There’s a “fascinating history lesson” in the documentary Gonzo: The Life and Work of Hunter S. Thompson, “a lively collage of interviews and found materials,” writes A. O. Scott in the New York Times. The film cements the journalist's “place in the great American parade of cranks, renegades and sages,” Scott adds. It's “all you could wish for in a doc about the man,” notes Roger Ebert in the Chicago Sun-Times.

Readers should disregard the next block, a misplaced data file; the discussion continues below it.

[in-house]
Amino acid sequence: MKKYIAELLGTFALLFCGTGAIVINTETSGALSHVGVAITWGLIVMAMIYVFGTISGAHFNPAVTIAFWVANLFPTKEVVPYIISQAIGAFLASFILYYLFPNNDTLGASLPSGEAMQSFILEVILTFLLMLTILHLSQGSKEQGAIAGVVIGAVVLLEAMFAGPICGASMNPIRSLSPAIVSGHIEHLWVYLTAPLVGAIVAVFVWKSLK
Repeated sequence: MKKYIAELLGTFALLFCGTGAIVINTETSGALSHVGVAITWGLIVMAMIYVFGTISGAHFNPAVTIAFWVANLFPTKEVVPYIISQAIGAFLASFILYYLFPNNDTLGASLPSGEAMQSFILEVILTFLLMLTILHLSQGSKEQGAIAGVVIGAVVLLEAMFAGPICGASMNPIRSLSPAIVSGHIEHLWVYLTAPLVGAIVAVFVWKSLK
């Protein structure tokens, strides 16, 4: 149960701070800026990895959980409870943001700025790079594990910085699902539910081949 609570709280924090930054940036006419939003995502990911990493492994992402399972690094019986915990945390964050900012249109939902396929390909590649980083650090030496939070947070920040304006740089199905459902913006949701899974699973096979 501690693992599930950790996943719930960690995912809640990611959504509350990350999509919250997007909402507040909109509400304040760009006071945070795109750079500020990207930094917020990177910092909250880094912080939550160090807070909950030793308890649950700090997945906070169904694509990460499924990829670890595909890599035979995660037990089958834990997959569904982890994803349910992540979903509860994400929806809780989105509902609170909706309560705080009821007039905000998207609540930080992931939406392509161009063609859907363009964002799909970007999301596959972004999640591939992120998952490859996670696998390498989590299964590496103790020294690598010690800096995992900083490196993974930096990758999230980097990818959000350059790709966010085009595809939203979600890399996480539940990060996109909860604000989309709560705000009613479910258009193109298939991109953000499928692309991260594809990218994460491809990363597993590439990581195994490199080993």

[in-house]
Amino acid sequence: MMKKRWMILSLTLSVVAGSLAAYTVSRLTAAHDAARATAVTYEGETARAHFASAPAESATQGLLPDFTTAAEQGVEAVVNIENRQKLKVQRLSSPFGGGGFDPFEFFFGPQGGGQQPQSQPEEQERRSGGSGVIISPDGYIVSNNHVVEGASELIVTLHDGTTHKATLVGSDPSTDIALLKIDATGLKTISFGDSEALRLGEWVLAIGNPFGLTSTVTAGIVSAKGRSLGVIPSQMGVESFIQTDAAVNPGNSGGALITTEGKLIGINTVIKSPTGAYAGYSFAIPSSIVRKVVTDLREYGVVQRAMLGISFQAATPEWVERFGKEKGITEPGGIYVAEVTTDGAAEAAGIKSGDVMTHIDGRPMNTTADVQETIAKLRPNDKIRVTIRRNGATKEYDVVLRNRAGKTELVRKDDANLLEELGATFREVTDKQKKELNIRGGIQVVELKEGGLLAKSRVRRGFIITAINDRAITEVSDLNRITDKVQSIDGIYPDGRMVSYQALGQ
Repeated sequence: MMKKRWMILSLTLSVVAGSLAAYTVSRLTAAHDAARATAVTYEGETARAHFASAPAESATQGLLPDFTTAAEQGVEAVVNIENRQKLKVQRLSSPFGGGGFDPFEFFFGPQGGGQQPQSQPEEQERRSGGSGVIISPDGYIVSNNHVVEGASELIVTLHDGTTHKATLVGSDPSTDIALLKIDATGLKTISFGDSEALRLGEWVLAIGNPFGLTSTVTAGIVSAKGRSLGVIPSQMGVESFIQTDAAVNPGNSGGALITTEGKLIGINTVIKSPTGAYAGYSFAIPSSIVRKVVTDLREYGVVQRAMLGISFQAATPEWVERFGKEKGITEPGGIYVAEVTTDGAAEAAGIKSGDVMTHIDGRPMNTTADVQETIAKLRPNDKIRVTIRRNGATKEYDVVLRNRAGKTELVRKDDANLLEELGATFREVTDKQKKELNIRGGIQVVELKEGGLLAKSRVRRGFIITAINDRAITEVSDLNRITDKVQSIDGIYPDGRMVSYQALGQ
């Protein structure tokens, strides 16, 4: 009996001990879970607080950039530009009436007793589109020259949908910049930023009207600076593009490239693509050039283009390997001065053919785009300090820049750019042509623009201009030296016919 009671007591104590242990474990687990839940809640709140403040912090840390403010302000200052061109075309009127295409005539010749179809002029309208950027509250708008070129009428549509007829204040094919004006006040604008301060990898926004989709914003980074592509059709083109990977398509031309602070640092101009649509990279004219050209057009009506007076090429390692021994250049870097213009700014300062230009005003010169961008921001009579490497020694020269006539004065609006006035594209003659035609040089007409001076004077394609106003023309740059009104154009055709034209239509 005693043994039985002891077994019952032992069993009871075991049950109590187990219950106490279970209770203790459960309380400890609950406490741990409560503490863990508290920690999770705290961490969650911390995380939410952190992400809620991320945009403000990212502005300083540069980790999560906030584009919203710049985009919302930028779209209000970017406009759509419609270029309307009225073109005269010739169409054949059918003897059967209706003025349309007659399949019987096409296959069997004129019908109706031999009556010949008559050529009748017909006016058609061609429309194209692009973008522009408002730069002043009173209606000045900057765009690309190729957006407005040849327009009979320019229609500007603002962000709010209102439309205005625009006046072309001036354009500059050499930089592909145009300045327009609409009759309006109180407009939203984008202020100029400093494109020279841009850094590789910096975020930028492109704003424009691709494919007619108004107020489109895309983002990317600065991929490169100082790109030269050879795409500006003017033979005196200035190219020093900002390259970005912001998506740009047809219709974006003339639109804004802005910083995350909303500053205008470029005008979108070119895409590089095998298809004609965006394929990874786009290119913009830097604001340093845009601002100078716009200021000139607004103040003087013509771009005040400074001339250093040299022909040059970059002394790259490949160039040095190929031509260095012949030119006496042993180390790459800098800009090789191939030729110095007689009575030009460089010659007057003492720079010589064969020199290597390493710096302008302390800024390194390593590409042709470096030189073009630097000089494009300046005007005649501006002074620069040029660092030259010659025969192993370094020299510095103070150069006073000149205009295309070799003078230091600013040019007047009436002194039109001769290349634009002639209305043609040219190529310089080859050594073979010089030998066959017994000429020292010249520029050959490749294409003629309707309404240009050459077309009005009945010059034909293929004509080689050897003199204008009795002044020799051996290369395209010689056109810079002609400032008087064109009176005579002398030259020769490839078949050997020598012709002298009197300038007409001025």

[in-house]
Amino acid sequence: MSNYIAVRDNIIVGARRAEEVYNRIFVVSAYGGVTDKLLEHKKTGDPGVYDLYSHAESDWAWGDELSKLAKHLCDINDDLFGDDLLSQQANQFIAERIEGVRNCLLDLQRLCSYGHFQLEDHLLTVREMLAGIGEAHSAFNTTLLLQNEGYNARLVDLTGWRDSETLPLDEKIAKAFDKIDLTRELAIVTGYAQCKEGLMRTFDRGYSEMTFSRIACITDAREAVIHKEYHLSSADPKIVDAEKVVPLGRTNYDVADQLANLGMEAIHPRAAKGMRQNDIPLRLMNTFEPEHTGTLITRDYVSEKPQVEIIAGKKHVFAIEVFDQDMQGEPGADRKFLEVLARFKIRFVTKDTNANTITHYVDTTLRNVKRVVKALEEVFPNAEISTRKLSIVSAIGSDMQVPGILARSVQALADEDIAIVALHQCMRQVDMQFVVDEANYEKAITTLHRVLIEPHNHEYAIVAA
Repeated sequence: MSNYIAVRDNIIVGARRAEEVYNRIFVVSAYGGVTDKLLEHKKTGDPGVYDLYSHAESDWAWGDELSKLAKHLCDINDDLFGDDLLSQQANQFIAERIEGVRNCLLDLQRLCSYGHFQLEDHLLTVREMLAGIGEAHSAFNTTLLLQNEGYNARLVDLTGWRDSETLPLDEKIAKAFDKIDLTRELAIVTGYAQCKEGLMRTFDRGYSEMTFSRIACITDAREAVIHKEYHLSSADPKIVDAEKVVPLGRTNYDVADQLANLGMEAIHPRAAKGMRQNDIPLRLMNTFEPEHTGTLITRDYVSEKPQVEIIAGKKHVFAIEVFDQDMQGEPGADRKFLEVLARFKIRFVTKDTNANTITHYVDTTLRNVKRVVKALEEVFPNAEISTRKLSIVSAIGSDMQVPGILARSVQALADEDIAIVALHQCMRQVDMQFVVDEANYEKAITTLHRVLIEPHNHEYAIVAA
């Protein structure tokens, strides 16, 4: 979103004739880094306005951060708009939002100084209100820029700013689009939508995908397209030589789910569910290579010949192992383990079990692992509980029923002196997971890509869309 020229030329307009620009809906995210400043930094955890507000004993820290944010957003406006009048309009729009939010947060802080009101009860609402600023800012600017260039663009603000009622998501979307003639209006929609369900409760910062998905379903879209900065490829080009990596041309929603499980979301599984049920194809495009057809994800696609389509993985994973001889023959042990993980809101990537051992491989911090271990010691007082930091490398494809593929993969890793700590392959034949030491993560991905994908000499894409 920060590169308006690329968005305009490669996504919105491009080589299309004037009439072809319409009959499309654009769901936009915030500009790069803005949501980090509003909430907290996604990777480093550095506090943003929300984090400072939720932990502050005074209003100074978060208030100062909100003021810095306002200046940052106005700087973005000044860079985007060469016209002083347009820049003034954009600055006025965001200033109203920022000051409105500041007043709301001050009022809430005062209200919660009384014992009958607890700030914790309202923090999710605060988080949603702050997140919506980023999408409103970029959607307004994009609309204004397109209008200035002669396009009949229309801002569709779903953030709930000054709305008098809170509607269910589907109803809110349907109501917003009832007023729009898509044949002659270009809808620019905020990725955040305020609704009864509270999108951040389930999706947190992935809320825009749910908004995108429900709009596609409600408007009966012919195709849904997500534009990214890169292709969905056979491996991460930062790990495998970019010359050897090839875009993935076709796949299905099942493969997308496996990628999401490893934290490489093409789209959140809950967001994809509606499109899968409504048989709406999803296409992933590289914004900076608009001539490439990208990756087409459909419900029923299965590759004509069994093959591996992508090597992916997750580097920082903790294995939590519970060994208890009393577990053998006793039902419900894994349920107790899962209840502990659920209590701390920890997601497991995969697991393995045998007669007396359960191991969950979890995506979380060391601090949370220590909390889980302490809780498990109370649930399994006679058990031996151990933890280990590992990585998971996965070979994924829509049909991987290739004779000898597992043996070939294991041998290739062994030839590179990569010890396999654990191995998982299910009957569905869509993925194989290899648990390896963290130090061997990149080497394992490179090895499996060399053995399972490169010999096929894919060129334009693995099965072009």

The “mesmerizing” film is narrated “with just the right mix of awe and impertinence,” writes Peter Travers in Rolling Stone. Still, “there was one subject I found conspicuously missing: the fact of the man's misery,” says Ebert. “It leaves you wondering: how was it that so many people liked this man who does not seem to have liked himself?”